If Earth were a movie screen, there would be no need for MISR. Movie screens are made of a material that reflects light nearly equally in all directions. So for people sitting in the right, left, and center sections of the theater, the movie looks equally sharp and bright.
But Earth is a more complicated place. Its surface, the clouds, even tiny particles floating in the air - each reflects light differently when viewed at different angles. This matters to us because the light being reflected is sunlight, which carries the energy that heats Earth. The details of how sunlight is scattered by forests, deserts, snow- and ice-covered surfaces, cumulus, stratus, and cirrus clouds, and smoke from forest fires, soot, and other by-products of industry -- all affect our climate.
Most satellite instruments look only straight down, or toward the edge of the planet. To fully understand Earth's climate, and to determine how it may be changing, we need to know the amount of sunlight that is scattered in different directions under natural conditions. MISR is a type of instrument, designed to address this issue; it views Earth with cameras pointed in 9 different directions [see illustration below]. As the instrument flies overhead, each piece of Earth's surface below is successively imaged by all 9 cameras, in each of 4 wavelengths (blue, green, red, and near-infrared).
In addition to improving our understanding of the fate of sunlight in Earth environment, MISR data can also distinguish different types of clouds, particles and surfaces. Specifically, MISR monitors the monthly, seasonal, and long-term trends in:
Aerosols tend to cool the surface below them, since most aerosols are bright particles that reflect sunlight back to space, reducing the amount of solar radiation that can be absorbed at the surface. The magnitude of this effect depends on the size and composition of the aerosols, and on the reflecting properties of the underlying surface. It is thought that the cooling effect due to increased amounts of aerosols may reduce or delay some of the expected warming due to increases in the amount of atmospheric carbon dioxide. But key details about aerosol properties needed to calculate even their current effect on surface temperatures are not known. MISR data makes it possible to determine global aerosol amounts with unprecedented accuracy, and to estimate particle size and composition.
Because they are very common, clouds play a major role in controlling Earth's climate. A cloud may warm or cool Earth, depending on its thickness and height above the surface. Because clouds are so variable, their effect on global climate is difficult to measure -- this is currently the leading uncertainty in climate prediction models. Stereo images from MISR provides new data about cloud top heights. The multi-angle observations will also yield information about the structure of clouds, the properties of cloud particles, and the way clouds reflect incoming solar energy.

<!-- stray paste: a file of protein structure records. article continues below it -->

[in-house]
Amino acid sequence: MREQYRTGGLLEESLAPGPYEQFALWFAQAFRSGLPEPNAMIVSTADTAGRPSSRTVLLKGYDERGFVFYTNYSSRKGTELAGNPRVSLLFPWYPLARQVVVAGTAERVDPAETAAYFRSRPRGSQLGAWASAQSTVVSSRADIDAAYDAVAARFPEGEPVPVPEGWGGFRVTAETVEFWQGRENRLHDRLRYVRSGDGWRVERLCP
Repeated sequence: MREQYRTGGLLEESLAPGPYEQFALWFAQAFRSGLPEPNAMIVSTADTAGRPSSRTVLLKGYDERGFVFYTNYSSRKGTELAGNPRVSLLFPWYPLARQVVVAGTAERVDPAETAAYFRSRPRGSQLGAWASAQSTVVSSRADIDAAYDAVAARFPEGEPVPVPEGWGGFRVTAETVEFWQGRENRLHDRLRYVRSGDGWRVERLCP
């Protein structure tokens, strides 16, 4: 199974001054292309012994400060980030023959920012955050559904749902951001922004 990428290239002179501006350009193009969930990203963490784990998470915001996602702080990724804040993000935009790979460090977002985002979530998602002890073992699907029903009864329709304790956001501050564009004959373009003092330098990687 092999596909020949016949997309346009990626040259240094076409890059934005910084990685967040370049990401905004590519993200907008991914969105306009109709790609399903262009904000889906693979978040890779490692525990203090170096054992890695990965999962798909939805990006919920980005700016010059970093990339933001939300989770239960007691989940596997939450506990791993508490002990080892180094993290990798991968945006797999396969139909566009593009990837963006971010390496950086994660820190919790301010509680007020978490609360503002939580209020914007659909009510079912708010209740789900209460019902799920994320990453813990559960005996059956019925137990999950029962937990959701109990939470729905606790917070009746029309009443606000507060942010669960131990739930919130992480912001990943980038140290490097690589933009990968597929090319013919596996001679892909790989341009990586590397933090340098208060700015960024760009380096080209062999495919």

The land surface of Earth is constantly changing. There are natural variations, such as the progress of seasons, and changes caused by human activities, like deforestation and desertification in overgrazed regions. There are social and political reasons for keeping track of these changes. But again because of the importance of solar energy in determining Earth's climate, we also care about the amount and manner in which surfaces around the globe reflect sunlight. MISR is able to characterize in detail the reflection properties of Earth's surface. From these observations, we will be able to tell where the surface is changing, as well as what effect these changes are likely to have on the climate of Earth.
Now let's look at some specific examples of this: Click on each of the following thumbnail images to see enlarged images that illustrate typical conditions of Earth's atmosphere and surface that need to be better understood in order to further our knowledge of Earth's climate, and the ways that MISR can be used in studying them. These are not the entire range of goals for MISR, but are intended to illustrate the diversity of the MISR experiment.
Now let's look briefly at the MISR instrument itself: To accomplish its scientific objectives, the MISR instrument measures Earth's brightness in 4 spectral bands, at each of 9 look angles spread out in the forward and aft directions along the flight path. Spatial samples are acquired every 275 meters. Over a period of 7 minutes, a swath of Earth, about 400 km wide, comes into view at all 9 angles. Special attention has been paid to providing highly accurate absolute and relative calibration, using on-board hardware consisting of deployable solar diffuser plates and several types of photodiodes. Global coverage with MISR is acquired about once every 9 days at the equator.
MISR was built for NASA by the Jet Propulsion Laboratory in Pasadena, California, and is one of five instruments launched into polar orbit aboard NASA's Terra spacecraft in August 1999. The spacecraft flies in a "sun-synchronous" orbit, designed so that it crosses the equator every 98 minutes, always at 10:30 a.m. local time, as Earth rotates below.